ULA launches MUOS-3 satellite to orbit atop Atlas V 551 booster
CAPE CANAVERAL, Fla — Colorado-based United Launch Alliance (ULA ) successfully launched the third Mobile User Objective System (MUOS-3) satellite to orbit atop the most powerful iteration of the company’s Atlas V booster on Jan. 20,2015. The flight lifted off from Cape Canaveral Air Force Station’s Space Launch Complex 41 (SLC-41) in Florida at 8:04 p.m. EST (0104 GMT) after several delays due to range issues and upper level winds. The launch of MUOS-3, marked the first flight of the year that ULA has carried out under its 2015 launch manifest, which if the company can complete its full docket – should see more than one launch per month.
The launch of MUOS-3 began under mostly clear, crisp skies with the Atlas V booster’s RD-180 engine and five Aerojet Rocketdyne AJ-60A solid rocket boosters producing a staccato roar – and a blazing flame, as bright as a blowtorch. The launch saw the count pushed back a few times due to range issues and upper wind delays. The booster lifted off with time to spare with 22 minutes remaining in the launch window (ULA had a window lasting some 44 minutes, which opened at 7:43 p.m.).
Predictions for weather conditions – were accurate. With an 80 percent of favorable conditions for launch – the launch team, operating out of the Atlas Space Operations Center (ASOC), encountered minor technical issues on the way to launch. Working quickly, the team was able to resolve the command interference issue.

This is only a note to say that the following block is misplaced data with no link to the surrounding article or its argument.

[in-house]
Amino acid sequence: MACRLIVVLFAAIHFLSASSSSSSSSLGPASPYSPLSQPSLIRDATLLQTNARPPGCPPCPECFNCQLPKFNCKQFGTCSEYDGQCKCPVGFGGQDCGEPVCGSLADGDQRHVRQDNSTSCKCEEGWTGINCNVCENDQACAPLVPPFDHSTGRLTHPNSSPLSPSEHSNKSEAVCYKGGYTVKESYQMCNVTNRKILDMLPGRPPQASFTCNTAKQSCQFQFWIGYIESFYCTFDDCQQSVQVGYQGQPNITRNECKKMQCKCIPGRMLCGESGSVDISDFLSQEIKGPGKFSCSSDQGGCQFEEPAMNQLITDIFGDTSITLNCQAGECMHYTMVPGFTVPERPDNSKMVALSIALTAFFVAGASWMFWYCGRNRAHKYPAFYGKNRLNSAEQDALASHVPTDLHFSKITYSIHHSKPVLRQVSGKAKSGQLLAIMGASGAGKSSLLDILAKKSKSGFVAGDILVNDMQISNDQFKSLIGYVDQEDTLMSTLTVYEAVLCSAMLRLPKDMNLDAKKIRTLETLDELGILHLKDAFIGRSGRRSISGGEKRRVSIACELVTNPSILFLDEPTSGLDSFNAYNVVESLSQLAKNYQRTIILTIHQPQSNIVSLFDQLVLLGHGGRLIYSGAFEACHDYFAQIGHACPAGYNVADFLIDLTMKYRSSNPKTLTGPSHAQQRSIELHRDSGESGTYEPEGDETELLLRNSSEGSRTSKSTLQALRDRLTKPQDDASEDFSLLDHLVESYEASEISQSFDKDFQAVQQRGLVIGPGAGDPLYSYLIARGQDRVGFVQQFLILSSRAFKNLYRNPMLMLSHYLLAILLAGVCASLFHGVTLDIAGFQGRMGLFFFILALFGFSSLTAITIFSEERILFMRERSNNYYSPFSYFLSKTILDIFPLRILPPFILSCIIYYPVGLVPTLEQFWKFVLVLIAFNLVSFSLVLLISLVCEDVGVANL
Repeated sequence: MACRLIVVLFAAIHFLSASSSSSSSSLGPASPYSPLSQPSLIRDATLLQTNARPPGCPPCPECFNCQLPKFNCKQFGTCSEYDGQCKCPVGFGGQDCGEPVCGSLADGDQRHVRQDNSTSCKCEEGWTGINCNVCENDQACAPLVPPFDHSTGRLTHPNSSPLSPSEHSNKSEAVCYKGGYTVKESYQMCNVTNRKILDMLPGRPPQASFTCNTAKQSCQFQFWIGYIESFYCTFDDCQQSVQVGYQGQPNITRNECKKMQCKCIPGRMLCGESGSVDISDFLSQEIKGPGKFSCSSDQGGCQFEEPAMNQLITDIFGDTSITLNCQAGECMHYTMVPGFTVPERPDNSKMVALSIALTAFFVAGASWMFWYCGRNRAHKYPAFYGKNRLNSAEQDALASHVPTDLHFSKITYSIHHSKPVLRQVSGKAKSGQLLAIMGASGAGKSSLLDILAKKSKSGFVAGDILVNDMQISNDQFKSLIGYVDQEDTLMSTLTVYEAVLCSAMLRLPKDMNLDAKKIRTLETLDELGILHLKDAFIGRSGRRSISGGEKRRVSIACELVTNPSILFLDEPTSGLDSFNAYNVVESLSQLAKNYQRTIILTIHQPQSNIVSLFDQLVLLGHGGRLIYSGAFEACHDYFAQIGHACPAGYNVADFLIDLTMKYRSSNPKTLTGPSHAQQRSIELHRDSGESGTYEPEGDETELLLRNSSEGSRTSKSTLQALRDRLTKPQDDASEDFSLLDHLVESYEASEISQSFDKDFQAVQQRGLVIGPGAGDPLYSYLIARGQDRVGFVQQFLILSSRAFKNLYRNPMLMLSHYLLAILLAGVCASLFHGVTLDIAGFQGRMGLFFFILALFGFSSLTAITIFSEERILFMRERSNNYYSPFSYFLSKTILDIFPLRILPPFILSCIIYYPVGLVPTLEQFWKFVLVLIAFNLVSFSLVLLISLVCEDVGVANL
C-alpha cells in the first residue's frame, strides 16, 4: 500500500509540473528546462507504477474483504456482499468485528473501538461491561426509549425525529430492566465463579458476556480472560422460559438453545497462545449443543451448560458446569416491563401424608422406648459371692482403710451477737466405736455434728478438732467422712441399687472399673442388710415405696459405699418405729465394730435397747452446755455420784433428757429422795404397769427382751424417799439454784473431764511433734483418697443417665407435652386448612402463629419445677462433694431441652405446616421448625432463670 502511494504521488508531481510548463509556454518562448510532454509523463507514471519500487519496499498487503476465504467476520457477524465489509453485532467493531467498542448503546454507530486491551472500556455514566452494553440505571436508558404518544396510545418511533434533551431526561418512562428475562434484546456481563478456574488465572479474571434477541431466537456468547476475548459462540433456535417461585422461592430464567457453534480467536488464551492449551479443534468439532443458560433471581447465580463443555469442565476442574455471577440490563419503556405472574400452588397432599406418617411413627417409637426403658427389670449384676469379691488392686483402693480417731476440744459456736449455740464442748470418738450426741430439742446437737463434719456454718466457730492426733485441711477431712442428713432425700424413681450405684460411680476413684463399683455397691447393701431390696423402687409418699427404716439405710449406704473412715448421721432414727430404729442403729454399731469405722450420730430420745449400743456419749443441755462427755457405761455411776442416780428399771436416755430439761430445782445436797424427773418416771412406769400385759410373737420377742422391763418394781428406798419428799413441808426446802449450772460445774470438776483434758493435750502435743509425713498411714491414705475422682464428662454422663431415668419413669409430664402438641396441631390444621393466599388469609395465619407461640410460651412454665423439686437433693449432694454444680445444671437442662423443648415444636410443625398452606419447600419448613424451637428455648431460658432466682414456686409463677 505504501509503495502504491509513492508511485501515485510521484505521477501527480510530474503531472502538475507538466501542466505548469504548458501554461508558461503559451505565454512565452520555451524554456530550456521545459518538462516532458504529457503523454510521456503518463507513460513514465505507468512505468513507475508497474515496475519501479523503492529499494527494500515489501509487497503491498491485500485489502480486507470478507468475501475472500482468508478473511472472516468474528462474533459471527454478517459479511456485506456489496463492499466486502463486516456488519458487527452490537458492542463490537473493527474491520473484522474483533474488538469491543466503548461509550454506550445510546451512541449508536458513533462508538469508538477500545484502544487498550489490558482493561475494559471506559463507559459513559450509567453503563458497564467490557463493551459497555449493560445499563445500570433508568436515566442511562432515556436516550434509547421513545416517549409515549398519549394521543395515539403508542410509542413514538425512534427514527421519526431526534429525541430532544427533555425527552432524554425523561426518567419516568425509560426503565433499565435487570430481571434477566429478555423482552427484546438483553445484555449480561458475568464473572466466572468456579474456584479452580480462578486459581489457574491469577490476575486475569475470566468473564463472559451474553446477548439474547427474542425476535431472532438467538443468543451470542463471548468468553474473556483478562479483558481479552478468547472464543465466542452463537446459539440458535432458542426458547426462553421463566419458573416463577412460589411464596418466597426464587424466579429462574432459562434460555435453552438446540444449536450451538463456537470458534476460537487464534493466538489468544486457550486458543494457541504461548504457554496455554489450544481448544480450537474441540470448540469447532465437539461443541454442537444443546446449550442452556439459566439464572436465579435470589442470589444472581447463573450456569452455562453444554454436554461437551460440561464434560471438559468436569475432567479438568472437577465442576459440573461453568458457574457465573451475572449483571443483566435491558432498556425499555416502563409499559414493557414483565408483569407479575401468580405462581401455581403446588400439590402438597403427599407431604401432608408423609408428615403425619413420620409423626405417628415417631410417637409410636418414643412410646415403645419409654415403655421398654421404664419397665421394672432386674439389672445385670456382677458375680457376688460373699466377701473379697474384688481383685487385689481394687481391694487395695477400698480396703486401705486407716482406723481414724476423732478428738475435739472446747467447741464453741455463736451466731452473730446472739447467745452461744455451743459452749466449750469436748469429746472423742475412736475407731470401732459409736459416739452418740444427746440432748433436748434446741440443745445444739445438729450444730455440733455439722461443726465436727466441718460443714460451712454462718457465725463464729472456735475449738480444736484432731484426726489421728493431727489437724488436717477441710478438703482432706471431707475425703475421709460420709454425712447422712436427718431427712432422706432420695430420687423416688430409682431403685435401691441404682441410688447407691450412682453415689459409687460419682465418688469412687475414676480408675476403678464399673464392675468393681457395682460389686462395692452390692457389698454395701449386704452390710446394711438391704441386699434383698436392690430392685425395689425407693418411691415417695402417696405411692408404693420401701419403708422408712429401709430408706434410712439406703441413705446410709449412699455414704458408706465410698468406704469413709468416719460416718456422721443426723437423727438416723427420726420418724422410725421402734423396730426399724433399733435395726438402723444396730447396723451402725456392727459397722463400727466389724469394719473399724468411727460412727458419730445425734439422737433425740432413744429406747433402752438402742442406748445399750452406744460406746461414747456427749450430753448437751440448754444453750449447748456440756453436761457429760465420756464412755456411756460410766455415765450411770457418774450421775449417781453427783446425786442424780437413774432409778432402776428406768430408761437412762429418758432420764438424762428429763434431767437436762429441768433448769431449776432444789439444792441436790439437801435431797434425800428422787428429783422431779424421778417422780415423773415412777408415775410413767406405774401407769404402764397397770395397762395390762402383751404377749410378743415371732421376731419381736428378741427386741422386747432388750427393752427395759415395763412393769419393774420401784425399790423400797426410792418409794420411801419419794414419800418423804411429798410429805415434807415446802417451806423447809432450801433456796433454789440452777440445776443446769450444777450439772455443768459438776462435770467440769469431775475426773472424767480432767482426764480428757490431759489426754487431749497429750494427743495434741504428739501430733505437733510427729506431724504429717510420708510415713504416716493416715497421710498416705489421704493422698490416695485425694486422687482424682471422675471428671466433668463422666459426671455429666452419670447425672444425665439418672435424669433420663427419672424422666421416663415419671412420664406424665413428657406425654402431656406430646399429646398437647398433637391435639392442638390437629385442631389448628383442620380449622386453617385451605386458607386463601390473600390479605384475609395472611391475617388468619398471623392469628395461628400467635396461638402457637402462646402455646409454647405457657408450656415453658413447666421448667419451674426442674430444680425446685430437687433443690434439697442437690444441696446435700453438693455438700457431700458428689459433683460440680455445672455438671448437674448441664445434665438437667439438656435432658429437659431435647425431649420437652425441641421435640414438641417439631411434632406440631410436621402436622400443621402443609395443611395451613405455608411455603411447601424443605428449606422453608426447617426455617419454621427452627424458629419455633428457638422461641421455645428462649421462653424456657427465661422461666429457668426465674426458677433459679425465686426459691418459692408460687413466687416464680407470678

Unleashing some 2.5 million pounds of thrust at liftoff, the Atlas V 551 had little problem lifting the roughly 15,000 lb MUOS-3 spacecraft off of the launch pad and on its way to orbit. The 551 configuration of the Atlas V stands some 206 feet (63 meters) tall and has a diameter of approximately 12.5 feet (3.81 meters). This evening’s events started about three seconds prior to launch.
At about 2.8 seconds prior to the rocket and its precious cargo leaving
the launch pad, the RD-180 rocket engine, produced by Russian aerospace firm RPO Energomash, funneled its fury through two nozzles took the first step on the path to orbit About one second later, the five AJ-60As came to life and causing the stack to leap off of the launch pad at SLC-41.
Almost a minute and 45 seconds into the flight and just 15 seconds after the booster had passed through the portion of the flight which is known as maximum dynamic pressure or “max-Q,” the five SRMs, having spent their fuel around the time that the mission had crossed the max-Q threshold – were jettisoned. All five SRMs were not jettisoned at the same time. Two fell away at first with the remaining three dropping away about one-and-a-half seconds later.
“We’ve flown all combinations, anywhere from one-to-five solid rocket motors on any of the 61 prior missions that the AJ-60A has been used on,” said Aerojet Rocketdyne’s Peter Cova. “MUOS happened to be a five motor configuration, which was driven by the weight of the payload, However, there are a lot of other factors that mission analysts need to take into consideration as they configure the vehicle to handle the payload for its particular mission.”
The rocket and spacecraft duo were rolled out from the adjacent Vertical Integration Facility or “VIF” to SLC-41 at 10:01 a.m. EST (1401 GMT).